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“Who fed you manna in the wilderness, which your fathers did not know, in order to afflict you (Deut. 8:16).” What was the affliction? R. Ami and R. Assi both had an interpretation, one explained that not to have bread in one’s basket is an affliction; the manna had to be hoped for every day. The other explained, not to see what one eats (the manna) is an affliction, since the manna had all the flavors any food you wished for, but always had the same appearance.

Yoma Chapter 8

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27 July in Hitory

Bugs Bunny, with the voice of Mel Blanc, makes his official debut in the animated cartoon A Wild Hare.

16 Av in history

Sir Moses Montefiore (1784-1885). Born in Livorno, Italy, of Sephardic descent, he traced his lineage back to the exiles from the Spanish Expulsion. When he was still a young child his family resettled in England. Young Moses became a member of the London Stock Exchange at a time when there were only 12 licensed Jewish brokers in all of England. In a matter of a few years he had amassed great wealth and had become a member of the London Aristocracy.

In 1812, he married his wife Judith, whose sister was the wife of Reb Nathan Meyer Rothschild, one of the wealthiest Jews in Europe at the time. Sir Moses eventually became the stockbroker for his brother-in-law and as a result of their partnership they amassed a tremendous fortune. In addition, he was a partner in a large insurance company as well as a gas company that introduced gas lighting to many of the major cities of Europe. Sir Moses also had a hand in building railroads and many other industrial and financial enterprises.

In 1837, Montefiore was appointed Sheriff of London. In the same year, Queen Victoria, who had recently ascended the British Throne, awarded him the honorary title of Knighthood, bestowing upon him the title “Sir” Moses. In 1846, he was elevated to the rank of Baron.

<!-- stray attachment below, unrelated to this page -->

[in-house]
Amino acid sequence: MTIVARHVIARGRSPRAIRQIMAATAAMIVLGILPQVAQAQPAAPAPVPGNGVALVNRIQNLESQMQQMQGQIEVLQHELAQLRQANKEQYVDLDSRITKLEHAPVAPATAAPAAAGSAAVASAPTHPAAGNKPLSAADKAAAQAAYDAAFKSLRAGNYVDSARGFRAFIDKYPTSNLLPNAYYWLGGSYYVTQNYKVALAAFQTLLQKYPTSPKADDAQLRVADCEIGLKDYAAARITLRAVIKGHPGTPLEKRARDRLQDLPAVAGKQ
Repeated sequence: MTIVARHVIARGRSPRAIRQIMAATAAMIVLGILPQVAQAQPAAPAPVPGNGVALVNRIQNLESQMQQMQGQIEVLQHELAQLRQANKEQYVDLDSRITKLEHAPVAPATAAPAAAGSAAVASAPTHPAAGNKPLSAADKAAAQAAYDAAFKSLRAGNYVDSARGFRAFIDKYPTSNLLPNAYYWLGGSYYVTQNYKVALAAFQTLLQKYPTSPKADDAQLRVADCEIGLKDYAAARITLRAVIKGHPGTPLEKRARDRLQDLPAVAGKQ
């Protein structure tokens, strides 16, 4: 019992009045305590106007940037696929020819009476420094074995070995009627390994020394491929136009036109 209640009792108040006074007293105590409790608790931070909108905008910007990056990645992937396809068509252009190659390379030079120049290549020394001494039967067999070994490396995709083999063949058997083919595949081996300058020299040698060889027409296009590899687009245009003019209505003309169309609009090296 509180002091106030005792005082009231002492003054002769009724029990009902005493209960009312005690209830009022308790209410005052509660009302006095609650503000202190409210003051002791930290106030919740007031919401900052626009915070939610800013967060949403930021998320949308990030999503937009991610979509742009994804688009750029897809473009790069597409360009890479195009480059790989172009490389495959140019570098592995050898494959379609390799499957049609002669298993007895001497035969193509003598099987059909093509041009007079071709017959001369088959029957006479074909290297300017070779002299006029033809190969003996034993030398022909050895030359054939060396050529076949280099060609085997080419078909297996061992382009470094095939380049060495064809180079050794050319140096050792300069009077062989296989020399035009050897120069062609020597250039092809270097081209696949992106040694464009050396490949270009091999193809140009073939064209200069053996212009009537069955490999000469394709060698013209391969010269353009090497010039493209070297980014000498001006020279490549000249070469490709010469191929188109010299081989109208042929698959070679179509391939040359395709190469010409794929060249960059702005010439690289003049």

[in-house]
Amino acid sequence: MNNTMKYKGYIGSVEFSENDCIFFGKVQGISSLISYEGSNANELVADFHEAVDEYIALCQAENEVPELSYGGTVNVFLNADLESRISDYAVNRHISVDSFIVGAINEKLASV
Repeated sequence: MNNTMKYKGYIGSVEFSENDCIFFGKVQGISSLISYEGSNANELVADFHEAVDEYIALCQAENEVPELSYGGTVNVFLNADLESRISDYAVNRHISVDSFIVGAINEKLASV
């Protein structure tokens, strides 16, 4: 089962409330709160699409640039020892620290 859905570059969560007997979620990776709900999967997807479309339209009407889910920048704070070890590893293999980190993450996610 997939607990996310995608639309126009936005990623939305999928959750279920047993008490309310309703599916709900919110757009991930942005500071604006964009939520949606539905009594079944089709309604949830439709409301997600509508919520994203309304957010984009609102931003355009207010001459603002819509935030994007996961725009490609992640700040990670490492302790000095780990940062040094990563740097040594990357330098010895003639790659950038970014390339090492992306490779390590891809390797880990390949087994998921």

By the time he was 41 years old, Sir Moses, with his wife’s encouragement, decided to retire from business affairs and devote the rest of his life, time and considerable resources to Jewish affairs. The welfare of the Jewish People became his sole business for the next 60 some years and his list of accomplishments is truly magnificent. When he was appointed as Sheriff of London, he specifically wrote in his contract that he would be absolved from working on Shabbat and other Jewish holidays. He also specified that he was to be absolved from entering a Church on non-Jewish holidays.

Even when he was traveling, he almost always made sure to travel with an entourage of at least 10 Jews to ensure that he would have a minyan. He also took one of the many sifrei Torah that he owned along with him.

In 1840, a monk named Thomas disappeared from his home several weeks before Pesach. The French Counsel in Damascus blamed the Jews for his disappearance and claimed that they killed the monk to use his blood for matzoh. Prominent Damascus Jews were imprisoned and tortured. Many died and some, who could not withstand the torture, “confessed” under duress to the crime. Upon learning of it, Sir Moses traveled to Damascus to save the country and the honor of the Jewish people.

In 1846, Sir Moses was invited by the Russian government to visit Russia in connection with its Jewish situation. Upon returning to London, he demanded equal rights for the Jews and stressed that it would also be an economic blessing for the country.

Montefiore’s 100th birthday was celebrated as an official holiday in London and he was accorded great honor by both Jew and non-Jew alike. The Montefiores died childless.

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